Many of today's biggest agricultural challenges are social, as extensive research on best management practices is met with low rates of adoption. Bridging the gap between research and implementation requires moving past the quantitative, survey-based methods that are often used to answer questions about adoption and decision-making processes (Prokopy, 2011). Our study aims to promote successful utilization of best organic nutrient management practices by employing qualitative social science research. We will examine barriers to implementation of plant-based nutrient management strategies among organic, socially disadvantaged farmers in California's Salinas Valley. Through collaboration with the Agriculture and Land-Based Training Association (ALBA), we will recruit 30 organic Latina/o farmers to participate in 5 in-depth, semi-structured focus groups at ALBA's Rural Development Center. The moderator will probe information about (1) farmers' current knowledge and utilization of plant-based nutrient management practices, (2) field-level challenges to implementation and strategies for overcoming these challenges, and (3) economic, educational, and infrastructural barriers to implementation. Focus group transcripts will be qualitatively analyzed to examine emergent themes from discussions and to explore how responses vary as a function of farmers' structural arrangements and social stratification.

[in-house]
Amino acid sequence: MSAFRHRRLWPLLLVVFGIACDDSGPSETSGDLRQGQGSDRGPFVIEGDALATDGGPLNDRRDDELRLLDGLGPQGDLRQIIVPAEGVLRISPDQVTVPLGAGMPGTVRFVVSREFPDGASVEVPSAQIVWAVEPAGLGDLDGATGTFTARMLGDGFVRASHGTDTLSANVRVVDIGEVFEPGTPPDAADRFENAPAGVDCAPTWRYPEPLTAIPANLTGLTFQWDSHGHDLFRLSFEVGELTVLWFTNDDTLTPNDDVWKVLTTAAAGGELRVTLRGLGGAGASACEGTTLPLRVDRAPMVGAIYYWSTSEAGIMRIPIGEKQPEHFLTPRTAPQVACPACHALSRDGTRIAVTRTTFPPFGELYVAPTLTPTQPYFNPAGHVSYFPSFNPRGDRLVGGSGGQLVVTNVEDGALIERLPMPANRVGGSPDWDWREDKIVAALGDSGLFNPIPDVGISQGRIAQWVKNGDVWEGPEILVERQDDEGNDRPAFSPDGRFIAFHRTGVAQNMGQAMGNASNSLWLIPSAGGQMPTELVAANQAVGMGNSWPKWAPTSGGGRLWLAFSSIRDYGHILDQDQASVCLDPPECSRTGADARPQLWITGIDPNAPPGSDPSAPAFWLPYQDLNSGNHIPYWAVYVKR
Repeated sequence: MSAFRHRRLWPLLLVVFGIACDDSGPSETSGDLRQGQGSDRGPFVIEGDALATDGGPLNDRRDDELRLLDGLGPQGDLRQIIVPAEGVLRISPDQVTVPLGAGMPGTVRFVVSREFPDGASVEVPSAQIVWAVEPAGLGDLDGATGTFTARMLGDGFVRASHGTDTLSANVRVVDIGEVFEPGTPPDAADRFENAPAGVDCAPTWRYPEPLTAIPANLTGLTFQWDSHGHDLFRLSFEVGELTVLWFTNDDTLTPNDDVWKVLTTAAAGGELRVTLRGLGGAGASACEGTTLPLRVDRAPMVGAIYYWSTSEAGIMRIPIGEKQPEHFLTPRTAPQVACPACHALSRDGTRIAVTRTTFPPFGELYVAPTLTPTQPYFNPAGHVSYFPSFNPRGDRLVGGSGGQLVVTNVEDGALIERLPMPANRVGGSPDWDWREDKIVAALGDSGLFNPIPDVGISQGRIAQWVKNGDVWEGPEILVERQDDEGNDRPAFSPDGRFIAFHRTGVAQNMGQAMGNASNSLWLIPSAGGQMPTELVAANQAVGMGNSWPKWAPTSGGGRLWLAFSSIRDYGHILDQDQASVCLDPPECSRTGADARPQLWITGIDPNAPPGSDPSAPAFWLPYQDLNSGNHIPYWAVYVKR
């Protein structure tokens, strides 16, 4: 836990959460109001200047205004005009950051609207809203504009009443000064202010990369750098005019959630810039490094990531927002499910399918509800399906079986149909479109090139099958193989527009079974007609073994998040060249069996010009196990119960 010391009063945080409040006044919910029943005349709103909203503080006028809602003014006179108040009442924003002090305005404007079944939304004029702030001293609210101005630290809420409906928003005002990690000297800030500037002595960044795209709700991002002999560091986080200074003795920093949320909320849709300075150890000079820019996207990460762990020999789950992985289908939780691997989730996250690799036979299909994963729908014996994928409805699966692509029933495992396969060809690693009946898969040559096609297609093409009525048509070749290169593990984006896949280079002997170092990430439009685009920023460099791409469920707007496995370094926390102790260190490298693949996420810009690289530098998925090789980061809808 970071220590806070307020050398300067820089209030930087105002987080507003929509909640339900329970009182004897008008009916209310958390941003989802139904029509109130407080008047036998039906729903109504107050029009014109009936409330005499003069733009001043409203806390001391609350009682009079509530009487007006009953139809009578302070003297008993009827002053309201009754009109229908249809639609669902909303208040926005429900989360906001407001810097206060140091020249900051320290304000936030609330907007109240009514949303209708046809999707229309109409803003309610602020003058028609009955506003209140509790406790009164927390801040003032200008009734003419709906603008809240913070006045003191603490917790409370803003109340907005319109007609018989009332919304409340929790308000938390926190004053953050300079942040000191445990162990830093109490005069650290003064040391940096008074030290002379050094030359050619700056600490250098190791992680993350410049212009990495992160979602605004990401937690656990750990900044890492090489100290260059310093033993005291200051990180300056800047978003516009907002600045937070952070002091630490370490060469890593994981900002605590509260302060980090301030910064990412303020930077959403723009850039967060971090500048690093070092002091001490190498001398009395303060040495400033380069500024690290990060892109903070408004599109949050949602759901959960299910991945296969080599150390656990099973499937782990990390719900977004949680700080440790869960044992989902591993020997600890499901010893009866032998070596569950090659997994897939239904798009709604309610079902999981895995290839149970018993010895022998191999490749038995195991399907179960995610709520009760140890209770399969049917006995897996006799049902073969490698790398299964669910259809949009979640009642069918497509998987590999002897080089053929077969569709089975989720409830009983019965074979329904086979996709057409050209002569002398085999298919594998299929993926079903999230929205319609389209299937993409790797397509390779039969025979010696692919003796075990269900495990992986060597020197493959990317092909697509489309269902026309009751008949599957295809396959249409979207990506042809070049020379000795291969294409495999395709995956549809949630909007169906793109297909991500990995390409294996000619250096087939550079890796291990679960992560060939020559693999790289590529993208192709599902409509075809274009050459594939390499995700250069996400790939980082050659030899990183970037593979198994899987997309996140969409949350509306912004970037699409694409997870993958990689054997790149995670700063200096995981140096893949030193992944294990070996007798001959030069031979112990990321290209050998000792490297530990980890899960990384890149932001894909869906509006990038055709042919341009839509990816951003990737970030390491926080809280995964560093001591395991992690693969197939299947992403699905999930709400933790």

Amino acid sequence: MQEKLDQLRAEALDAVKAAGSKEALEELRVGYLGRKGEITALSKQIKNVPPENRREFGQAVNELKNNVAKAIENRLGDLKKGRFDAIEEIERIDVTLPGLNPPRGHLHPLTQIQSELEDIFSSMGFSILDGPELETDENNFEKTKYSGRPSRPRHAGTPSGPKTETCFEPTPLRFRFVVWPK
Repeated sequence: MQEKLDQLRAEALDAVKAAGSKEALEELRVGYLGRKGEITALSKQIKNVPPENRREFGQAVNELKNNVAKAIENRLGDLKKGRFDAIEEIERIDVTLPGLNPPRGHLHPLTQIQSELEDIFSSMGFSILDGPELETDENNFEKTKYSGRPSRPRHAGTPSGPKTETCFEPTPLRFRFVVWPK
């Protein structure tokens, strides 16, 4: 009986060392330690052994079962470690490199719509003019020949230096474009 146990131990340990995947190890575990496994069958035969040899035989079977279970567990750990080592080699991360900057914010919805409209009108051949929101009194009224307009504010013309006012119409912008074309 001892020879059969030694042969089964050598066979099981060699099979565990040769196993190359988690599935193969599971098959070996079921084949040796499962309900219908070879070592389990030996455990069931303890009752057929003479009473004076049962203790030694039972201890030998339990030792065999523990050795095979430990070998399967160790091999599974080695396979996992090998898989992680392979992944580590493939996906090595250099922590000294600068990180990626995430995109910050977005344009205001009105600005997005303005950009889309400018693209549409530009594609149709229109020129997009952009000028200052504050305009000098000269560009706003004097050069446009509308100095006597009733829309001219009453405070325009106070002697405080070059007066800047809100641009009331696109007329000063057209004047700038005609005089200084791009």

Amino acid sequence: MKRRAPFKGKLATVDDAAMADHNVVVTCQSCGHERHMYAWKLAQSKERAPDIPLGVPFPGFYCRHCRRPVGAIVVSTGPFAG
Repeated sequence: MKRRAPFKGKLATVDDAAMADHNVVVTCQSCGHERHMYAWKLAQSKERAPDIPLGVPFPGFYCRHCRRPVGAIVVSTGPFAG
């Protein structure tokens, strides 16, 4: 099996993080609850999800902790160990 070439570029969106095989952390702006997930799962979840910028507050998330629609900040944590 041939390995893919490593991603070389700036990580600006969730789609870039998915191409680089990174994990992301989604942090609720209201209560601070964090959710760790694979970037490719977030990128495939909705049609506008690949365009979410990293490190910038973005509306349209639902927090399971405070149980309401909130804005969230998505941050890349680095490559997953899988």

Findings will directly inform educational programming via ALBA's Farmer Education Course and will be incorporated into economic and infrastructural assistance available through ALBA's Organic Farm Incubator. Meanwhile, our empirically based conclusions will provide for comparative analysis with other agricultural regions of the U.S. and will allow for the widespread improvement of organic farmer assistance services.